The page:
Here at Belatrix, we believe there are three key technologies that are currently transforming the digital agriculture landscape: the Internet of Things (IoT), blockchain, and data storage platforms. However, whilst IoT technology itself is rapidly advancing in the agricultural sector, connectivity remains a major impediment to its widespread adoption on farms. This is due to the inherent nature of geographically widespread networks and limited connectivity in rural areas. Whilst there are other issues that need attention such as data storage and security, edge computing and machine learning, connectivity remains the number one issue that service providers need to address before the IoT farm can become a reality.
Connectivity is a major hurdle that is currently preventing growers from adopting IoT technologies, however, over the past year, there have been several developments that are likely to help solve this issue. In July last year for example, Bluetooth SIG announced a major update to the Bluetooth wireless standard. This update means that Bluetooth devices can now be used for mesh networks. Due to its low power requirements, Bluetooth connectivity can be ideal for equipment that is placed in a field for the duration of a season. In addition, the fact that growers and advisers generally like to have data from all the different areas of a field means that the layout of crop sensors will allow for the formation of a Bluetooth mesh that allows data to be transmitted even from very remote fields.
Another, more recent, announcement came from an Australian company called Myriota who successfully completed a $15M funding round from well-known global investors including Boeing Horizon X and Singtel Innov8. Myriota makes use of low-power micro-transmitters to connect with a constellation of nanosatellites that allows them to send small bits of data from remote sensors to a cloud-based processing platform. For growers to create their own database of “big data”, they need to be able to somehow get all their “small data” to a cloud-based platform, so it can be combined and processed for analysis. While traditional connectivity options have not proven to be viable in this situation, Myriota is aiming to give growers another means of connecting their sensors, even in very remote situations, such as water-level sensors on remote tanks and troughs, or engine performance sensors on remote water pumps and other electronic equipment.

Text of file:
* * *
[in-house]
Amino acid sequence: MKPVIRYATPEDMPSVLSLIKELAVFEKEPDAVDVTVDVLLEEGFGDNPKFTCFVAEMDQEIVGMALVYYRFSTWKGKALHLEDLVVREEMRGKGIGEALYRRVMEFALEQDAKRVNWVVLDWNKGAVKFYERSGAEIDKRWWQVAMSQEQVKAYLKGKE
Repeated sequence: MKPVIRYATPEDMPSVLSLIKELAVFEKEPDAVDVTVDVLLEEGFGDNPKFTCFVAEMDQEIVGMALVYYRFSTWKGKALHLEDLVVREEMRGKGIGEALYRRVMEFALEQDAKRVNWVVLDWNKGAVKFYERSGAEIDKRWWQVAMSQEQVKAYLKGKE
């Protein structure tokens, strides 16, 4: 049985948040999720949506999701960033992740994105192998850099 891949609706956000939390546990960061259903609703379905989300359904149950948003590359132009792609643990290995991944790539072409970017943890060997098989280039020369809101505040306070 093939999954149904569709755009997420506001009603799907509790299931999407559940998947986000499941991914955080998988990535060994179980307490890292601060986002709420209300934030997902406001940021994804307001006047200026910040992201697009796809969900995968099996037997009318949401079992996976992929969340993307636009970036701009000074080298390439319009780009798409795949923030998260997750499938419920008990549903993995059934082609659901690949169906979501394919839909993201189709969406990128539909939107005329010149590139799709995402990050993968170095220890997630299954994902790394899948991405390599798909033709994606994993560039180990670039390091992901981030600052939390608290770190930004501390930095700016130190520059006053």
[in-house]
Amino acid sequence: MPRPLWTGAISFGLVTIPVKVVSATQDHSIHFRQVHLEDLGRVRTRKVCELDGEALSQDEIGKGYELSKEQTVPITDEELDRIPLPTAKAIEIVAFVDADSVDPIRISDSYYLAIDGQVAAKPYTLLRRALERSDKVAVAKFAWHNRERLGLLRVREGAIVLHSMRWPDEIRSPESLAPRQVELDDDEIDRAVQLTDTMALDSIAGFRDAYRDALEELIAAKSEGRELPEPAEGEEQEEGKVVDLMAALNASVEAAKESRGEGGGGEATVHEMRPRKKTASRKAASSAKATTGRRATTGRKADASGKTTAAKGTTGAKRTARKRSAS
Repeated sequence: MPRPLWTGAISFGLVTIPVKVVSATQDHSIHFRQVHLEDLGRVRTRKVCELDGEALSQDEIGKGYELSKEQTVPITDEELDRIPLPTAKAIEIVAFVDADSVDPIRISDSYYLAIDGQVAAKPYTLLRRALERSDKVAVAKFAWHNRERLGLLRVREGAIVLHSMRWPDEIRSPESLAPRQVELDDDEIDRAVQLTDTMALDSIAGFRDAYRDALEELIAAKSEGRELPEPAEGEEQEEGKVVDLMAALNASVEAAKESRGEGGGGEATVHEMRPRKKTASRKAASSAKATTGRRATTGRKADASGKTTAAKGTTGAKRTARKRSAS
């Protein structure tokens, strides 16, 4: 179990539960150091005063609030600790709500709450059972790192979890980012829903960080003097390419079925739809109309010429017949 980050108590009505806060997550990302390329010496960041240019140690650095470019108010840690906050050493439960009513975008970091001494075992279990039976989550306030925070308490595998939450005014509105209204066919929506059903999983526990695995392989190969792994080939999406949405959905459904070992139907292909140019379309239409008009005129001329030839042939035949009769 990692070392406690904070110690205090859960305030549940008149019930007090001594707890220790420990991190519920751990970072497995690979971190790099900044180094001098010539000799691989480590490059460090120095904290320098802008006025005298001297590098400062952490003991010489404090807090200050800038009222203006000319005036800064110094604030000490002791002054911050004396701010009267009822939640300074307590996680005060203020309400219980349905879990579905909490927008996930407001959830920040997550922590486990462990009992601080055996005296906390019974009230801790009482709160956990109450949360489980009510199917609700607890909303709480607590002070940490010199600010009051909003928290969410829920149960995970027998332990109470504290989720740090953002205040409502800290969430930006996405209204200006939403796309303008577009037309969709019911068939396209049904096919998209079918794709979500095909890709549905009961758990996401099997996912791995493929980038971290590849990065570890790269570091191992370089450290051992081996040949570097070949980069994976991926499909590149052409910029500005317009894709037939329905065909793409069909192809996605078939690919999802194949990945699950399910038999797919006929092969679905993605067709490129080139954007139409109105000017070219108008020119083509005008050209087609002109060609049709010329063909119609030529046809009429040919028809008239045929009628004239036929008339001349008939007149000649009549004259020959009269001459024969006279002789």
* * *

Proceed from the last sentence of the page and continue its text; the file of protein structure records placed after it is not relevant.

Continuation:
As can be seen in the two examples mentioned above, different providers are thinking of and developing solutions to overcome the issue of IoT connectivity. SIG Bluetooth and Myriota are by no means the only companies working on this challenge. However, with various solutions in development, it becomes more critical again for technology service providers to analyse which solution might work best in different situations. The number of IoT technologies continues to increase, as do dedicated solutions for farmers and growers. For example, startups such as The Yield, which won the Agfunder 2018 global innovation award, uses IoT sensors to record farm conditions. It then provides the data and analytics to enable growers to determine the best time to harvest. However, such valuable tools and applications can only be effective if organizations can also overcome the connectivity challenge.
Whilst the initial adoption of IoT sensors and other devices on farms has already started, it is by no means widespread yet, with connectivity one of the main impediments. What does it mean then for growers, technical service providers and the industry, when this impediment is overcome? It means the IoT solutions which are already a reality in other sectors, will rapidly transform agricultural operations. It means lowering costs, and increased productivity. It means new opportunities for startups and entrepreneurs to develop new products and services for the industry. In 2018, we’re just at the start of seeing the potential of the connected IoT farm – there is no stopping the IoT farm, and we are excited to assist our clients and partners in becoming leaders in the field of the future.
We´ll also be discussing the potential of IOT in our upcoming digital agriculture webinar. Register here.
April 23 / 2020
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